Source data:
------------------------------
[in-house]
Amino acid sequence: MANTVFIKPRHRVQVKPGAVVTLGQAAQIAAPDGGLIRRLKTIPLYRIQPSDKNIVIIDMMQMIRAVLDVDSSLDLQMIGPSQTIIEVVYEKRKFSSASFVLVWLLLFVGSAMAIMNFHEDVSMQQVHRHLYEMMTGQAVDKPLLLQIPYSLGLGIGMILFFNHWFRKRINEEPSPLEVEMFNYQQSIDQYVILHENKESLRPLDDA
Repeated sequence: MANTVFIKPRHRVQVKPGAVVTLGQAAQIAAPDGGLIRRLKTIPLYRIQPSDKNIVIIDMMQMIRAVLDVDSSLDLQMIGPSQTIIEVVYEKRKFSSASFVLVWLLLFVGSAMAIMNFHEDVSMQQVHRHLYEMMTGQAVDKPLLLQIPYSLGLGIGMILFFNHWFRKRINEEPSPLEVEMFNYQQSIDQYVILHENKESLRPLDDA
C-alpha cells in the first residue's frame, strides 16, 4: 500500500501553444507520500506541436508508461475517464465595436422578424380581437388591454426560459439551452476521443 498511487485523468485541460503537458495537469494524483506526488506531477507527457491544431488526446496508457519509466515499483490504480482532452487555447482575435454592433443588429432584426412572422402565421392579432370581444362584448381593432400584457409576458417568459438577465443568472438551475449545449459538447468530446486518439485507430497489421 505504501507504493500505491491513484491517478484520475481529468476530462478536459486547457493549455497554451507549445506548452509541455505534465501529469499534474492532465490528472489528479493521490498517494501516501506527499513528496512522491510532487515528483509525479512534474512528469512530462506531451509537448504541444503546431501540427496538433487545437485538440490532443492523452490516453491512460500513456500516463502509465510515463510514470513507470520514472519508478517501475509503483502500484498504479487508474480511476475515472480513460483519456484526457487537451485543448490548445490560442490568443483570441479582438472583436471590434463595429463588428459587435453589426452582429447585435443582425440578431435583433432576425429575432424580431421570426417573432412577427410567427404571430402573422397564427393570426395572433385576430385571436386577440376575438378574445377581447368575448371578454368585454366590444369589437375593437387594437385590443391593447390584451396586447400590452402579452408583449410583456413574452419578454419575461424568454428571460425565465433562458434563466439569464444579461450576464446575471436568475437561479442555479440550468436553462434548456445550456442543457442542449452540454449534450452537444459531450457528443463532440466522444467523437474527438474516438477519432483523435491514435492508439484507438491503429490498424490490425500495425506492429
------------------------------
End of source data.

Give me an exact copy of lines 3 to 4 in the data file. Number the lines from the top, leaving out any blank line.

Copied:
Repeated sequence: MANTVFIKPRHRVQVKPGAVVTLGQAAQIAAPDGGLIRRLKTIPLYRIQPSDKNIVIIDMMQMIRAVLDVDSSLDLQMIGPSQTIIEVVYEKRKFSSASFVLVWLLLFVGSAMAIMNFHEDVSMQQVHRHLYEMMTGQAVDKPLLLQIPYSLGLGIGMILFFNHWFRKRINEEPSPLEVEMFNYQQSIDQYVILHENKESLRPLDDA
C-alpha cells in the first residue's frame, strides 16, 4: 500500500501553444507520500506541436508508461475517464465595436422578424380581437388591454426560459439551452476521443 498511487485523468485541460503537458495537469494524483506526488506531477507527457491544431488526446496508457519509466515499483490504480482532452487555447482575435454592433443588429432584426412572422402565421392579432370581444362584448381593432400584457409576458417568459438577465443568472438551475449545449459538447468530446486518439485507430497489421 505504501507504493500505491491513484491517478484520475481529468476530462478536459486547457493549455497554451507549445506548452509541455505534465501529469499534474492532465490528472489528479493521490498517494501516501506527499513528496512522491510532487515528483509525479512534474512528469512530462506531451509537448504541444503546431501540427496538433487545437485538440490532443492523452490516453491512460500513456500516463502509465510515463510514470513507470520514472519508478517501475509503483502500484498504479487508474480511476475515472480513460483519456484526457487537451485543448490548445490560442490568443483570441479582438472583436471590434463595429463588428459587435453589426452582429447585435443582425440578431435583433432576425429575432424580431421570426417573432412577427410567427404571430402573422397564427393570426395572433385576430385571436386577440376575438378574445377581447368575448371578454368585454366590444369589437375593437387594437385590443391593447390584451396586447400590452402579452408583449410583456413574452419578454419575461424568454428571460425565465433562458434563466439569464444579461450576464446575471436568475437561479442555479440550468436553462434548456445550456442543457442542449452540454449534450452537444459531450457528443463532440466522444467523437474527438474516438477519432483523435491514435492508439484507438491503429490498424490490425500495425506492429